I think one of the reasons a full 50% of PhD students drop out is because writing an original manuscript like a dissertation requires them to fail and it feels indescribably yucky.
You are not going to complete a dissertation without some version of what feels like failing and when you’re not used to it “failing” can feel like dying.
I put failing in quotes there because what grad students count as failure often wouldn’t count as failure in a different workplace.
I passed my prospectus defense with revisions and I counted that as failure.
Every time my advisor gave me back a draft with extensive notes I felt like I had failed.
If I hadn’t been so used to turning things in and getting “A”s on the first try I might have had a better adjusted sense that revision is a normal, inevitable, vital part of writing.
In my workplace now it’s normal for most projects to go through several stages of revision and it’s not failure; it’s not even a big deal. It’s just work.
Beyond that, most graduate students I know, particularly those in the humanities, hold themselves to an impossible, invisible standard known or cared about by no one but themselves. That standard is often simply, “be perfect.”
No one can be perfect but when you’ve always been close to perfect, an “A” student, being less than perfect can feel like failure. When the only way forward is through imperfection and failure and you’re terrified of failure then you may find yourself standing still. I’ve known people who have stood still, doing nothing on their dissertations, for years. I know people who have left their graduate programs rather than face the sort of failure inherent in the writing process. If you want to finish your dissertation then you have to give yourself the freedom to fail and you have to learn how to fail forward.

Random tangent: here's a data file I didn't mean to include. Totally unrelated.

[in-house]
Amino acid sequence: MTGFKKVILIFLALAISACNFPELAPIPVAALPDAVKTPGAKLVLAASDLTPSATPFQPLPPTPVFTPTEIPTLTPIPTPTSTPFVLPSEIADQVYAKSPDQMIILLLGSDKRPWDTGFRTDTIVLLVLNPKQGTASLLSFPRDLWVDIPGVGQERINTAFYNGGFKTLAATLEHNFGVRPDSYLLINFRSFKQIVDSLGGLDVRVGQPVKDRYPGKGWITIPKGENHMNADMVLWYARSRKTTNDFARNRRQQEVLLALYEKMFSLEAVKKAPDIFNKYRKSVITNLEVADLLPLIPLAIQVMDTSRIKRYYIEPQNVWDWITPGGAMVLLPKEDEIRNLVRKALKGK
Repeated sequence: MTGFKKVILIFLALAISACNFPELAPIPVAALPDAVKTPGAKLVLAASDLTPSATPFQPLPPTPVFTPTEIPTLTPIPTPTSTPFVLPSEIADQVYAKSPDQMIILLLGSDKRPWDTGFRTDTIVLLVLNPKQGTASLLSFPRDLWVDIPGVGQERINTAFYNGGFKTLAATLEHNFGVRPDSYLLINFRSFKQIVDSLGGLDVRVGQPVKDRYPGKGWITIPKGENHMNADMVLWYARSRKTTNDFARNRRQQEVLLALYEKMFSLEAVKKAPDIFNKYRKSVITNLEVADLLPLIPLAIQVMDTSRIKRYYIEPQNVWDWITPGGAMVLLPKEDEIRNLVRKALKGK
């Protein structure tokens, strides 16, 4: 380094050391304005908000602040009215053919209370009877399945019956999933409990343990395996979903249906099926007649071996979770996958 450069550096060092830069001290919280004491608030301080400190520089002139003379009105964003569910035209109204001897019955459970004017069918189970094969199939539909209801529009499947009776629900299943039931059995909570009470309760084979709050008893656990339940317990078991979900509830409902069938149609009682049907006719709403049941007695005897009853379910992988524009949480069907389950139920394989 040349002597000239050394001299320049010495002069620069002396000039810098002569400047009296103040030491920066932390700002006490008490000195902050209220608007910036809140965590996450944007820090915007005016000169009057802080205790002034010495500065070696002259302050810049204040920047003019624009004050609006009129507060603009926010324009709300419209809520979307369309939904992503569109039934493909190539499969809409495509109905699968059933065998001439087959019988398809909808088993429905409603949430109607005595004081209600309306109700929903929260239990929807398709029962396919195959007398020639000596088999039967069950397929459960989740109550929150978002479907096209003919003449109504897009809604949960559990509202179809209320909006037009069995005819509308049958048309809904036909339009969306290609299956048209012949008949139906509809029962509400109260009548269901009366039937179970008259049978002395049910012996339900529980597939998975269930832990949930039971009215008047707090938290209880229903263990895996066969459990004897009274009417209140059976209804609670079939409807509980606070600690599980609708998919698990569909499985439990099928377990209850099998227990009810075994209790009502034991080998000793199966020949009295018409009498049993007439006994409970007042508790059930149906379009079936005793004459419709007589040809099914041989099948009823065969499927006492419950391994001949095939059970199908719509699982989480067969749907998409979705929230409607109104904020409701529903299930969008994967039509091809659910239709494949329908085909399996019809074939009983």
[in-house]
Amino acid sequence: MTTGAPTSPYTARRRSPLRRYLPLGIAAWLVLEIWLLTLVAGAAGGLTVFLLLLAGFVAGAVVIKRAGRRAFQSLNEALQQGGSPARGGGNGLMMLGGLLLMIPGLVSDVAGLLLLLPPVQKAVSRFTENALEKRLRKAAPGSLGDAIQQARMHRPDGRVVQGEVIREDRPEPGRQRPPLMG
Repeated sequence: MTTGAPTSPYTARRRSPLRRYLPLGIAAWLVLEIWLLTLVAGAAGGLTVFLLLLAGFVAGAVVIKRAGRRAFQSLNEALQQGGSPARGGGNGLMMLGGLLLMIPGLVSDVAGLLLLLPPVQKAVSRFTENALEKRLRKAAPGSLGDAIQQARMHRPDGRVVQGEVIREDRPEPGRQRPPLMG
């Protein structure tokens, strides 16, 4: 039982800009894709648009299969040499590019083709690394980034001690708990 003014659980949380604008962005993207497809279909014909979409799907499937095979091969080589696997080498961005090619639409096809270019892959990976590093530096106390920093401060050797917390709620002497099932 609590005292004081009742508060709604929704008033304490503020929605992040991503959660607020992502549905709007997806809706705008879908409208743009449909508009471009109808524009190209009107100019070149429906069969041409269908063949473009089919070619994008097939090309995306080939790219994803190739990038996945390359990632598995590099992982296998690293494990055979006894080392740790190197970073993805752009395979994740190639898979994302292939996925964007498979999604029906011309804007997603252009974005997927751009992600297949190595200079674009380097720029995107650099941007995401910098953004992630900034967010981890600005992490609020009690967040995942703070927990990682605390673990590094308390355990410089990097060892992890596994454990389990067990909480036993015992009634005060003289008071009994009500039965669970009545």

Write Badly. Write as badly as you can. Instead of worrying about how to write a good sentence or how to succinctly state the significance of the problem do those things as badly as you can. It’s always easier to edit than to generate original content. The most intimidating part of a blank page is the pressure we put on ourselves to write something brilliant. Set that aside. Write as badly as you can. You can always make it beautiful later.
Writing Is Not Cooking. My aunt taught me that, when I was cooking, I should always add less salt to a recipe than I thought was warranted because, while I could always add more at a later stage, I couldn’t take the salt out once it was in the dish. This is a good principle in cooking and a terrible principle in writing. You can always go back and erase what you’ve written if you decide you don’t like it or it doesn’t fit. Don’t stop to think or critique your work while you’re producing it. Don’t worry or wonder if what you’re writing is good. Just let it all flow out and trust your inner editor to clean it up later.